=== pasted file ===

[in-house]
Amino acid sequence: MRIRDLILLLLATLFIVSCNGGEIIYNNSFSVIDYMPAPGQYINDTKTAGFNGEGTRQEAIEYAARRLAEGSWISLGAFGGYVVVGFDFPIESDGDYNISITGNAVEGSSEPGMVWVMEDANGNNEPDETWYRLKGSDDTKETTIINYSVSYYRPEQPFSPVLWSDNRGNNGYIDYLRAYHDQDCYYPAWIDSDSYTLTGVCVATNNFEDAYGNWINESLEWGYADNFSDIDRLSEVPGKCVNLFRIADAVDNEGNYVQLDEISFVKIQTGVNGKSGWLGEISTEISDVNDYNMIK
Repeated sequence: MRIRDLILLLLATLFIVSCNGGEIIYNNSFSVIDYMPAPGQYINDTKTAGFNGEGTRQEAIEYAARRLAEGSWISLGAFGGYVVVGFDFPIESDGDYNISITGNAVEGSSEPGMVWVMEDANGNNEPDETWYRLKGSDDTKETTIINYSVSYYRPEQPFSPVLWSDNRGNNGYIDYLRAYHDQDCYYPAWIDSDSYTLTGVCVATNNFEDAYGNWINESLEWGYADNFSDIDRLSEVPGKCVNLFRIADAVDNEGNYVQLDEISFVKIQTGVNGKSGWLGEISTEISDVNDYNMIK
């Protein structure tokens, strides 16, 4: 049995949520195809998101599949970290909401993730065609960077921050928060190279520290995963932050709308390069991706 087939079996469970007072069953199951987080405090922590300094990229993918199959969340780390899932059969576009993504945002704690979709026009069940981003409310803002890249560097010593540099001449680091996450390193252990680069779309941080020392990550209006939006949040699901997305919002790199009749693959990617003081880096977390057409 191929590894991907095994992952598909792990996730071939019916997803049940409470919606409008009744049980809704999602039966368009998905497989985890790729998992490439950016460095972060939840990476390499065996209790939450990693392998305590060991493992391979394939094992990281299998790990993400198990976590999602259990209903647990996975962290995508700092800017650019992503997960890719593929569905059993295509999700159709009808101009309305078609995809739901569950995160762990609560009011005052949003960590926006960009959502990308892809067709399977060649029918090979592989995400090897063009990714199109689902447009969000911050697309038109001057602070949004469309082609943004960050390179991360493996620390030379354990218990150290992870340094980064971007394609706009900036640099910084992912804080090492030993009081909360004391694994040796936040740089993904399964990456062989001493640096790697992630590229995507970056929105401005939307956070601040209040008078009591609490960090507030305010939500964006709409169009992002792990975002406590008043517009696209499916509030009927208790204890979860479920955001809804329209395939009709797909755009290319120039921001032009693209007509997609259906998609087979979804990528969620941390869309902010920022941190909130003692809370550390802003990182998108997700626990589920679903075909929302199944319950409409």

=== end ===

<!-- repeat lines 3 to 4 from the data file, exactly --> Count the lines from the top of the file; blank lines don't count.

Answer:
Repeated sequence: MRIRDLILLLLATLFIVSCNGGEIIYNNSFSVIDYMPAPGQYINDTKTAGFNGEGTRQEAIEYAARRLAEGSWISLGAFGGYVVVGFDFPIESDGDYNISITGNAVEGSSEPGMVWVMEDANGNNEPDETWYRLKGSDDTKETTIINYSVSYYRPEQPFSPVLWSDNRGNNGYIDYLRAYHDQDCYYPAWIDSDSYTLTGVCVATNNFEDAYGNWINESLEWGYADNFSDIDRLSEVPGKCVNLFRIADAVDNEGNYVQLDEISFVKIQTGVNGKSGWLGEISTEISDVNDYNMIK
């Protein structure tokens, strides 16, 4: 049995949520195809998101599949970290909401993730065609960077921050928060190279520290995963932050709308390069991706 087939079996469970007072069953199951987080405090922590300094990229993918199959969340780390899932059969576009993504945002704690979709026009069940981003409310803002890249560097010593540099001449680091996450390193252990680069779309941080020392990550209006939006949040699901997305919002790199009749693959990617003081880096977390057409 191929590894991907095994992952598909792990996730071939019916997803049940409470919606409008009744049980809704999602039966368009998905497989985890790729998992490439950016460095972060939840990476390499065996209790939450990693392998305590060991493992391979394939094992990281299998790990993400198990976590999602259990209903647990996975962290995508700092800017650019992503997960890719593929569905059993295509999700159709009808101009309305078609995809739901569950995160762990609560009011005052949003960590926006960009959502990308892809067709399977060649029918090979592989995400090897063009990714199109689902447009969000911050697309038109001057602070949004469309082609943004960050390179991360493996620390030379354990218990150290992870340094980064971007394609706009900036640099910084992912804080090492030993009081909360004391694994040796936040740089993904399964990456062989001493640096790697992630590229995507970056929105401005939307956070601040209040008078009591609490960090507030305010939500964006709409169009992002792990975002406590008043517009696209499916509030009927208790204890979860479920955001809804329209395939009709797909755009290319120039921001032009693209007509997609259906998609087979979804990528969620941390869309902010920022941190909130003692809370550390802003990182998108997700626990589920679903075909929302199944319950409409």